Eventually, he said that since they had been allowed out in the morning, they would be allowed to go back, but if they left again

the next day, they would not be allowed back. The women then learned that the van had not been able to pass the checkpoints between Salfit and Qarawat, so they had to walk 45 minutes to Hares to get transportation on the inside roads. One of the nurses said, as we neared Hares, ‘If someone told me right now, go see your mother, she lives right down there, I would not go even one more step to see her.’ Traveling to Jerusalem, which normally takes about an hour and a half by bus or service, and costs 13.5 shekels, became a torturous affair, taking 3-6 hours over harsh bumpy roads and costing 30-50 shekels. Top

On a trip from Tulkarem to Nablus, which normally takes no more than 30 minutes, IWPS women were driven for hours over the mountains on a trail rather than a road. Often you would set out in one direction, then abruptly change course and go back where you came from, to try another way of getting around the new ‘roving’ checkpoints the drivers heard about on the grapevine. If you were less lucky, you could end up waiting many hours at those roving checkpoints, sometimes told you could not go through nor could you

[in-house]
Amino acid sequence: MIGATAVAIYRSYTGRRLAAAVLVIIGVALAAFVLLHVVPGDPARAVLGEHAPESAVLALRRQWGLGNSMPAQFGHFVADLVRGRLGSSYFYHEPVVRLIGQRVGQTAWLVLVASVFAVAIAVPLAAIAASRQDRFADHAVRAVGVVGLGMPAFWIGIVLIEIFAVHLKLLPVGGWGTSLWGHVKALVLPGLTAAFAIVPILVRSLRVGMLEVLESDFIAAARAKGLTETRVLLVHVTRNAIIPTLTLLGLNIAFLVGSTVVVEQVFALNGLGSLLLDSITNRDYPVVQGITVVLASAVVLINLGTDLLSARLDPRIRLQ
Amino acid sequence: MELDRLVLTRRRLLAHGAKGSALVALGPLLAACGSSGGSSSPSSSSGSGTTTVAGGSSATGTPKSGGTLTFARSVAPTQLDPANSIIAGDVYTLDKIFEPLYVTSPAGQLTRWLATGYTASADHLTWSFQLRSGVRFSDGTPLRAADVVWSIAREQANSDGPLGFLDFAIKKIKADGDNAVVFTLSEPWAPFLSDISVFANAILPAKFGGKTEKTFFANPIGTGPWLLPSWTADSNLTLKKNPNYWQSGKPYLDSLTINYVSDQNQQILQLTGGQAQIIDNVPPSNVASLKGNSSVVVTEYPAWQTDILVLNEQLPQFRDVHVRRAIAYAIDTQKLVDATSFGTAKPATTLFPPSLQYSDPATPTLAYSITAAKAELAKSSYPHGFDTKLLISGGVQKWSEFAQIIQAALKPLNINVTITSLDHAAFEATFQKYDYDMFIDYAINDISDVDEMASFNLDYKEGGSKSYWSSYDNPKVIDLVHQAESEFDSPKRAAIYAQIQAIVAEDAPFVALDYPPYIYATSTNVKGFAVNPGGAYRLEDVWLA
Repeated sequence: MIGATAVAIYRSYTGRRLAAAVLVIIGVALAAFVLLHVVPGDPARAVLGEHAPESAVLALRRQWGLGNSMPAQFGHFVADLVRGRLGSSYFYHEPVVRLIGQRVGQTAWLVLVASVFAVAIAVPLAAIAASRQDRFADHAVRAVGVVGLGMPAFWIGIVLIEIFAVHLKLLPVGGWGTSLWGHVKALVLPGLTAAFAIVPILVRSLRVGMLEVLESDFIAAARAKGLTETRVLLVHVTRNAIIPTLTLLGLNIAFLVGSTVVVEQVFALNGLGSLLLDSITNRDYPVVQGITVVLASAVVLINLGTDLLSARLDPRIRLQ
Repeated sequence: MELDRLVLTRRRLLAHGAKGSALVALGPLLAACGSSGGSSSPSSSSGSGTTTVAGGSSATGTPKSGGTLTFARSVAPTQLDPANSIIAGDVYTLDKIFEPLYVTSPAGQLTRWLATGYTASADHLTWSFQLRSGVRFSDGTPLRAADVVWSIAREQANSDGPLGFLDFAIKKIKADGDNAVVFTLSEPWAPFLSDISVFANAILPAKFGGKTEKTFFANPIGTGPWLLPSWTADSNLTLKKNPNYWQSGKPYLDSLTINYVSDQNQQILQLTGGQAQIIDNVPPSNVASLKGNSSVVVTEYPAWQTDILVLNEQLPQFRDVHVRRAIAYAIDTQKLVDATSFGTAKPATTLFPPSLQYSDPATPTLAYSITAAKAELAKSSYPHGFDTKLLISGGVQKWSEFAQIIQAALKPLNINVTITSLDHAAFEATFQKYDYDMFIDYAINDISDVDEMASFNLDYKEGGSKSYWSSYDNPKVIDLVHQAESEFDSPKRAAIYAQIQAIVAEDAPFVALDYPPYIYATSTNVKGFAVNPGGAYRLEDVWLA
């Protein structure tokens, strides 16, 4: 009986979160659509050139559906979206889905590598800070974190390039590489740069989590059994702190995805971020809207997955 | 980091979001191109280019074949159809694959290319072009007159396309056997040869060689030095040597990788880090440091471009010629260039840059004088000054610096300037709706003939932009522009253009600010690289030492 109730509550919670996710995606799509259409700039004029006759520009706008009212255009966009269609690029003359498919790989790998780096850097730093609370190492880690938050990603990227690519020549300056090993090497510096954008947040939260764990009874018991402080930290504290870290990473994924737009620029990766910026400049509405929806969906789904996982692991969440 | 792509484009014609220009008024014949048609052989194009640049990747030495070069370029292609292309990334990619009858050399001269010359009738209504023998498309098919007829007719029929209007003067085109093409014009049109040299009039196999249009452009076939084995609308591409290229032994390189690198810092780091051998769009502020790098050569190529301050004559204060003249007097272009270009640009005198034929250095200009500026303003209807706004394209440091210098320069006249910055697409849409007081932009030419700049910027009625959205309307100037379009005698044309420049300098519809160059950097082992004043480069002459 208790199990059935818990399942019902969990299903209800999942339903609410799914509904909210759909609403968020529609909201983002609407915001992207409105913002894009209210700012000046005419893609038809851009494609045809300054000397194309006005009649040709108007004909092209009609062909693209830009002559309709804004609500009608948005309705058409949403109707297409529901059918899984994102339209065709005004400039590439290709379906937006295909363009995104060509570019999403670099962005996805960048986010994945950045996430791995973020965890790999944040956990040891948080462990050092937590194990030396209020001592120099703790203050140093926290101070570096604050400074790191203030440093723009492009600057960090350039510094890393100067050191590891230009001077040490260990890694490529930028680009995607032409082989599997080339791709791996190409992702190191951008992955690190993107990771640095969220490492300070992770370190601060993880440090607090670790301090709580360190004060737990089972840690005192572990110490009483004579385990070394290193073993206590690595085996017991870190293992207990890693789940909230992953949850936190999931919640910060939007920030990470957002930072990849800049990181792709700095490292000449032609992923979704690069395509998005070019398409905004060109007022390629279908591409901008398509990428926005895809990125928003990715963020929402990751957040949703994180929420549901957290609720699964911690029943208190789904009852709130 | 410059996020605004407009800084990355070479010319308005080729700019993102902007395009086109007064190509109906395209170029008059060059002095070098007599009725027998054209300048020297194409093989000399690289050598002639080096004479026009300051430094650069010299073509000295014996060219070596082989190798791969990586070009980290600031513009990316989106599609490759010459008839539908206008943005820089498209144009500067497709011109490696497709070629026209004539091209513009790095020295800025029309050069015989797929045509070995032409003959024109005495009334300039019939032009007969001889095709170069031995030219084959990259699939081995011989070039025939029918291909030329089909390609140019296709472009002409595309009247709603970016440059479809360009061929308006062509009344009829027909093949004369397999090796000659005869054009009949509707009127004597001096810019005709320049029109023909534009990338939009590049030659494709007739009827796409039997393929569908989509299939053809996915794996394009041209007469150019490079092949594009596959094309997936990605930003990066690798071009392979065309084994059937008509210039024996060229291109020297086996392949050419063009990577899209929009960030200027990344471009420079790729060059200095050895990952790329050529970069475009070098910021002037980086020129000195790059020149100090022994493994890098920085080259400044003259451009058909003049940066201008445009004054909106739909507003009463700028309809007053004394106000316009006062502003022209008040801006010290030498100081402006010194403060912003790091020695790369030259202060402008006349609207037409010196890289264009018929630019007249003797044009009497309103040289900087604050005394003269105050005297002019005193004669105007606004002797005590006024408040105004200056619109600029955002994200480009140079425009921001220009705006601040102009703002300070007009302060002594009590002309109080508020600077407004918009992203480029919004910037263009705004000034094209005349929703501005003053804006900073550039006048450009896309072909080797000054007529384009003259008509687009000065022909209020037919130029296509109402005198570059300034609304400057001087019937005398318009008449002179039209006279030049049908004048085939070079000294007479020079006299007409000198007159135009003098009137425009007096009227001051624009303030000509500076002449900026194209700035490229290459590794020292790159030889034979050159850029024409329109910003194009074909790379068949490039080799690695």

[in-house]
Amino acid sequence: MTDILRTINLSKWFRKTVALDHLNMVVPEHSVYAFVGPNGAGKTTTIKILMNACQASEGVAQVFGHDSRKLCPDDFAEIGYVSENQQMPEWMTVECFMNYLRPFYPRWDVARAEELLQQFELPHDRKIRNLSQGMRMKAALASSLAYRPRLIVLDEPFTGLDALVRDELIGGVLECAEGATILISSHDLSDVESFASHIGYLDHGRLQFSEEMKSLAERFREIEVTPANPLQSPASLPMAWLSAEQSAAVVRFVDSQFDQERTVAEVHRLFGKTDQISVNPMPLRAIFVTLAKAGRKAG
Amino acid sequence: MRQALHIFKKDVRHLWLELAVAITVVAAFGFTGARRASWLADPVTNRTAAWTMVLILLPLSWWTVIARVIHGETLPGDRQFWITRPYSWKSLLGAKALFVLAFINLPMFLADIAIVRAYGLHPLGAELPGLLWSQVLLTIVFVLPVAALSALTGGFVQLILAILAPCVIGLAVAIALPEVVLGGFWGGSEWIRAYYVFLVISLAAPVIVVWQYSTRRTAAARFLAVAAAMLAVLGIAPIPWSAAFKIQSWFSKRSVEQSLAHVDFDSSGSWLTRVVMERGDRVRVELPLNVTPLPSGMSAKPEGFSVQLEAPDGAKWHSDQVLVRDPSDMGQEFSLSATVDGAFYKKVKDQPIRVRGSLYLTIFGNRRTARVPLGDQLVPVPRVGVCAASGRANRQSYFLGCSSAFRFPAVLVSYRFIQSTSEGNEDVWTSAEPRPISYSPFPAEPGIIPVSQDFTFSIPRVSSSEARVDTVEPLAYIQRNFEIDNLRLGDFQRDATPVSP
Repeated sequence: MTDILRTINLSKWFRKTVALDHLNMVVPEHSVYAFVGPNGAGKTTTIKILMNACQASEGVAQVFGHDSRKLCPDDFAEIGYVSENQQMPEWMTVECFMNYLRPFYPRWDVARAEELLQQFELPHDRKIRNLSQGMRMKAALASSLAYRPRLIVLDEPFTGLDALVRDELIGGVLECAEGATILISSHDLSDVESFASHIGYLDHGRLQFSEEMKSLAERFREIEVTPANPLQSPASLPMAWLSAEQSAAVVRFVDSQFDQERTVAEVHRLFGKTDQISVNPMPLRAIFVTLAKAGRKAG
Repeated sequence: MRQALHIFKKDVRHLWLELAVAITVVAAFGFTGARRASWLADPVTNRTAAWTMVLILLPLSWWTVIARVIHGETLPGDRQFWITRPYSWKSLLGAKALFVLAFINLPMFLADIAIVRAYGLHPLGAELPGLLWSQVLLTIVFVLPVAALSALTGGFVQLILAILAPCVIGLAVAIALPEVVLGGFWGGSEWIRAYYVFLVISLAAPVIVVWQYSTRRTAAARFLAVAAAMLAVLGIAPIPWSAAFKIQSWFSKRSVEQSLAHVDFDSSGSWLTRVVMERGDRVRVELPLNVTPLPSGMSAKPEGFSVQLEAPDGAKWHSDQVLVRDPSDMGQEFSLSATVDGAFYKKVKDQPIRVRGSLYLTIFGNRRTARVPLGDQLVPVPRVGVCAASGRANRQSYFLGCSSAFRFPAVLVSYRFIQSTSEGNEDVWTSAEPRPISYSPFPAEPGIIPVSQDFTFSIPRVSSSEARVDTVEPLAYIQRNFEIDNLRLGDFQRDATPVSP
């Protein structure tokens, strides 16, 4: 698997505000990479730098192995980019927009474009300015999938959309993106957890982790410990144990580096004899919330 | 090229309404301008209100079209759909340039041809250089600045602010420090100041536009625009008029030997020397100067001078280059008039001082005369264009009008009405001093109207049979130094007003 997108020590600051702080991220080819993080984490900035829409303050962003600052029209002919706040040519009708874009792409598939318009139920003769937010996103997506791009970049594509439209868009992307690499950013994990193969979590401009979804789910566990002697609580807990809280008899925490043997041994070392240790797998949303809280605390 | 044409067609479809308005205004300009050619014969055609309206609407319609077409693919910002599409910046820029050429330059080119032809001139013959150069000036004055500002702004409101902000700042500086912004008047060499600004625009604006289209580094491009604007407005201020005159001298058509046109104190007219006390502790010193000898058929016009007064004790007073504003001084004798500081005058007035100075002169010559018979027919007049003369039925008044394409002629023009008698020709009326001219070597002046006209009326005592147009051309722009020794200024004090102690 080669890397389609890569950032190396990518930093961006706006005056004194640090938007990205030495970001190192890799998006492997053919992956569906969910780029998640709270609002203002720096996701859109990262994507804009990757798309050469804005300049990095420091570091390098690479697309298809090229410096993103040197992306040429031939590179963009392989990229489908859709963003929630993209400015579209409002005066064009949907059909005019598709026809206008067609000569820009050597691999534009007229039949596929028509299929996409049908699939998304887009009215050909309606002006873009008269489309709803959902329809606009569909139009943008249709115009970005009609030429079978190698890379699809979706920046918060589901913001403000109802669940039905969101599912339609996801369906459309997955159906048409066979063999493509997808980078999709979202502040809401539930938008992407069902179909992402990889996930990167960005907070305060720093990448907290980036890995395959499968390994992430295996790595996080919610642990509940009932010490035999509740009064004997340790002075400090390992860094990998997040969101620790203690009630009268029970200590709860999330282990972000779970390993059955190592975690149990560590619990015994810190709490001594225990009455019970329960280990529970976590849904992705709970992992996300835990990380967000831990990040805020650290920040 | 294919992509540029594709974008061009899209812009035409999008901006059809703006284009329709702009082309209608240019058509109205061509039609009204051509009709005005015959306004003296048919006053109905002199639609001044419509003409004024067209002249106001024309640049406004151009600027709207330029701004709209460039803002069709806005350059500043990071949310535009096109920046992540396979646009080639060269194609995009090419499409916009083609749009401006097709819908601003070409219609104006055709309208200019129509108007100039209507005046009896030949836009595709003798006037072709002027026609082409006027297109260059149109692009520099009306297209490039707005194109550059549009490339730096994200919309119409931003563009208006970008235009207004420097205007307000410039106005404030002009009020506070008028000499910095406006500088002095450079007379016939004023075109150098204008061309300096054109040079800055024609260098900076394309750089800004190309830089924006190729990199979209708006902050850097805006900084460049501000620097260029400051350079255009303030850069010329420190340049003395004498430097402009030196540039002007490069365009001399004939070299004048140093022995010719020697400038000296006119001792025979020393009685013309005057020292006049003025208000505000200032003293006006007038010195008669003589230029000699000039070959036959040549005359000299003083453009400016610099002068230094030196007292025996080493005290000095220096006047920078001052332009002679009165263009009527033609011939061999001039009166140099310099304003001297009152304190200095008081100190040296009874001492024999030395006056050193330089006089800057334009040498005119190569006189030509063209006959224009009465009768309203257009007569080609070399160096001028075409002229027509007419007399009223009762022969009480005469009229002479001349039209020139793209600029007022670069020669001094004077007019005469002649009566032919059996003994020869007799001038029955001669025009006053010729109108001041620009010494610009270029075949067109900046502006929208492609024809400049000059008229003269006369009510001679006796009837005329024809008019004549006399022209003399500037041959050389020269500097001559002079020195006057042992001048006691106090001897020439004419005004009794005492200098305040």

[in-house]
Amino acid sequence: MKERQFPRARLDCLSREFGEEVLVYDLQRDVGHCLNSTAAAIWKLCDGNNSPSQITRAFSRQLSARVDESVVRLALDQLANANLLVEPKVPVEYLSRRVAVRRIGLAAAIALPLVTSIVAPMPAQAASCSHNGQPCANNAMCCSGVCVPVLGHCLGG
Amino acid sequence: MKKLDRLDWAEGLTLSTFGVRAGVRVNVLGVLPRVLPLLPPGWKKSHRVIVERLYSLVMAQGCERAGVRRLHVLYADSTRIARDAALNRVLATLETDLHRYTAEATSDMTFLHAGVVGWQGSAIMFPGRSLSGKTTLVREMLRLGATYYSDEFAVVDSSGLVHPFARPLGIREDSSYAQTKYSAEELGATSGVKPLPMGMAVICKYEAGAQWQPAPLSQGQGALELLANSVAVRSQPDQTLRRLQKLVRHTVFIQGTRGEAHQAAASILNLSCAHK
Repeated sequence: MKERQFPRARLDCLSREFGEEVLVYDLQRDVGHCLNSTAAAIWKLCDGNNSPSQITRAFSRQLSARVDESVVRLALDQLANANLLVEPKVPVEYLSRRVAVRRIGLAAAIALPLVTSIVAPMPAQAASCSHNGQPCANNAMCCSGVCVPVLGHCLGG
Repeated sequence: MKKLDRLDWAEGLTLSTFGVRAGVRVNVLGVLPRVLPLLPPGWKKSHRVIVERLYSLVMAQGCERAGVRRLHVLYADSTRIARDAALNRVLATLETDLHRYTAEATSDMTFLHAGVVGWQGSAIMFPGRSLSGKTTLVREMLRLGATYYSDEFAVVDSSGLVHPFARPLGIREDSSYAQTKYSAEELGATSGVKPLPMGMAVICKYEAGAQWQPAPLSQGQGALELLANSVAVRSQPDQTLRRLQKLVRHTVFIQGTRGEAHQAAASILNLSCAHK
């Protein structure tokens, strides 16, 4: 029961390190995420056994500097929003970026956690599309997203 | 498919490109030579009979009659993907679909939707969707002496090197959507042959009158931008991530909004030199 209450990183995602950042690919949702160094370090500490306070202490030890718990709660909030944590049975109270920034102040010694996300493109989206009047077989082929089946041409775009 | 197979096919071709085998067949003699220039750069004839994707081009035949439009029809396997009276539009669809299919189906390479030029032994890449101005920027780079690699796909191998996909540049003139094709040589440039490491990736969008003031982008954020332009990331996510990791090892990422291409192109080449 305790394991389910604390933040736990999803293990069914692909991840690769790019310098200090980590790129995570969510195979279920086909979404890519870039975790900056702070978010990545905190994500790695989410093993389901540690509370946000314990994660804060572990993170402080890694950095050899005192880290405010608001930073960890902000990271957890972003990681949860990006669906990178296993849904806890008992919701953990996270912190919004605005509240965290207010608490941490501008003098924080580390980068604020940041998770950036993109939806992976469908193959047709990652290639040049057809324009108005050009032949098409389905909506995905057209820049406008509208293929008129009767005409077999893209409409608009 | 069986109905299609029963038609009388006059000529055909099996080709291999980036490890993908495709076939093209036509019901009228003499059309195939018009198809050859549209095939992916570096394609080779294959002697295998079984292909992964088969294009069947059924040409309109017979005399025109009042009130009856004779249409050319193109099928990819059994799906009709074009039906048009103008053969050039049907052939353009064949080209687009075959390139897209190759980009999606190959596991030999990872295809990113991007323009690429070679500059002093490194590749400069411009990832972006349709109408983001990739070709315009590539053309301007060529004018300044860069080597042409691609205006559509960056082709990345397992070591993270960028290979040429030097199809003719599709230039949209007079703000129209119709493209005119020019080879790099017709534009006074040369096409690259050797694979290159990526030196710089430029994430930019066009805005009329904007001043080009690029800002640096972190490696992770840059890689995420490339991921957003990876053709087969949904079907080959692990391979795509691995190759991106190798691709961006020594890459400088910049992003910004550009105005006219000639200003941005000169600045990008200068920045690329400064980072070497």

go home.

The price would be unpredictable; the answer to ‘Qaddesh?’, ‘How much?’ was ‘Well, if we can go this way, it will be 20 shekels, but if we must go this way, then it will be 50.’ So people might not find out until they got where they were going whether they could afford to go there.